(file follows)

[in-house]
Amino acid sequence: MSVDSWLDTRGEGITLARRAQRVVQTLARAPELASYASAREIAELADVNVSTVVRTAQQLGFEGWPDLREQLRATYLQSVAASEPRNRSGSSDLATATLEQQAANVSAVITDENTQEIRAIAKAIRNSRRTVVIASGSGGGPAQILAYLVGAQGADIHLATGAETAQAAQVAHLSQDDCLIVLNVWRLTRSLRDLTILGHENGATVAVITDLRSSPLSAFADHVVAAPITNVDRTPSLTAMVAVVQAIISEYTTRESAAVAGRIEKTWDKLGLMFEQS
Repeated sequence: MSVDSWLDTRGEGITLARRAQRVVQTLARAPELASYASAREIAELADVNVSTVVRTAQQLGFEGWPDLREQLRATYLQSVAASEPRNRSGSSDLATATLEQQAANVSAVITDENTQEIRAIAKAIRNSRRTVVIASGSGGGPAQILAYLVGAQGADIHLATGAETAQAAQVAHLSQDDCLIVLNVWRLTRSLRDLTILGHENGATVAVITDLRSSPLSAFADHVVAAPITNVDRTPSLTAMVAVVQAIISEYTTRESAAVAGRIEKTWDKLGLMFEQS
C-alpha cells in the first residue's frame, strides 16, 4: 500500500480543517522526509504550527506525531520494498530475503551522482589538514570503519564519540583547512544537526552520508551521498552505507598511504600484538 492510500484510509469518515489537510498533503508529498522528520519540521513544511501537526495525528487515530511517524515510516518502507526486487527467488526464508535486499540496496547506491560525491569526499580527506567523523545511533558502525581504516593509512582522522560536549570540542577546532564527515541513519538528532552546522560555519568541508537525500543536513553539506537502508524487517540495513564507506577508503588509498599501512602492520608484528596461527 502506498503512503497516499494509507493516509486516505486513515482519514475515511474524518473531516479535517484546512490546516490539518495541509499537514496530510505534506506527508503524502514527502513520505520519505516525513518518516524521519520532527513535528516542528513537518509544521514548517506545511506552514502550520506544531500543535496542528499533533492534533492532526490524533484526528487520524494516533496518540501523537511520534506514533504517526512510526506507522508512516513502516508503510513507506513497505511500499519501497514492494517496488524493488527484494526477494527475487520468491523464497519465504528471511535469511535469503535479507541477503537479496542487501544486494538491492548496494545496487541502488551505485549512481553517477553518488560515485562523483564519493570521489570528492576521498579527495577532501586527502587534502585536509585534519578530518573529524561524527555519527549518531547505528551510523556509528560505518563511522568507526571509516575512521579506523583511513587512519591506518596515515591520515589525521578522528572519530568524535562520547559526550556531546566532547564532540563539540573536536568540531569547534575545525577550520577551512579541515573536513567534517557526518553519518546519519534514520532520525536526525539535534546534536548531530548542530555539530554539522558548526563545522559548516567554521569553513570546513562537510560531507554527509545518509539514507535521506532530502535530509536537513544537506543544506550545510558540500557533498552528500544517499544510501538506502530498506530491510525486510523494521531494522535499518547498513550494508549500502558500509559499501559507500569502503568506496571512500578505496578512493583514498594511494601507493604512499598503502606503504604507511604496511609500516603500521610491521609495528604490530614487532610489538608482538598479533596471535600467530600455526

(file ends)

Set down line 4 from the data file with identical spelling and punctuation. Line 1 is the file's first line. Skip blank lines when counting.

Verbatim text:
C-alpha cells in the first residue's frame, strides 16, 4: 500500500480543517522526509504550527506525531520494498530475503551522482589538514570503519564519540583547512544537526552520508551521498552505507598511504600484538 492510500484510509469518515489537510498533503508529498522528520519540521513544511501537526495525528487515530511517524515510516518502507526486487527467488526464508535486499540496496547506491560525491569526499580527506567523523545511533558502525581504516593509512582522522560536549570540542577546532564527515541513519538528532552546522560555519568541508537525500543536513553539506537502508524487517540495513564507506577508503588509498599501512602492520608484528596461527 502506498503512503497516499494509507493516509486516505486513515482519514475515511474524518473531516479535517484546512490546516490539518495541509499537514496530510505534506506527508503524502514527502513520505520519505516525513518518516524521519520532527513535528516542528513537518509544521514548517506545511506552514502550520506544531500543535496542528499533533492534533492532526490524533484526528487520524494516533496518540501523537511520534506514533504517526512510526506507522508512516513502516508503510513507506513497505511500499519501497514492494517496488524493488527484494526477494527475487520468491523464497519465504528471511535469511535469503535479507541477503537479496542487501544486494538491492548496494545496487541502488551505485549512481553517477553518488560515485562523483564519493570521489570528492576521498579527495577532501586527502587534502585536509585534519578530518573529524561524527555519527549518531547505528551510523556509528560505518563511522568507526571509516575512521579506523583511513587512519591506518596515515591520515589525521578522528572519530568524535562520547559526550556531546566532547564532540563539540573536536568540531569547534575545525577550520577551512579541515573536513567534517557526518553519518546519519534514520532520525536526525539535534546534536548531530548542530555539530554539522558548526563545522559548516567554521569553513570546513562537510560531507554527509545518509539514507535521506532530502535530509536537513544537506543544506550545510558540500557533498552528500544517499544510501538506502530498506530491510525486510523494521531494522535499518547498513550494508549500502558500509559499501559507500569502503568506496571512500578505496578512493583514498594511494601507493604512499598503502606503504604507511604496511609500516603500521610491521609495528604490530614487532610489538608482538598479533596471535600467530600455526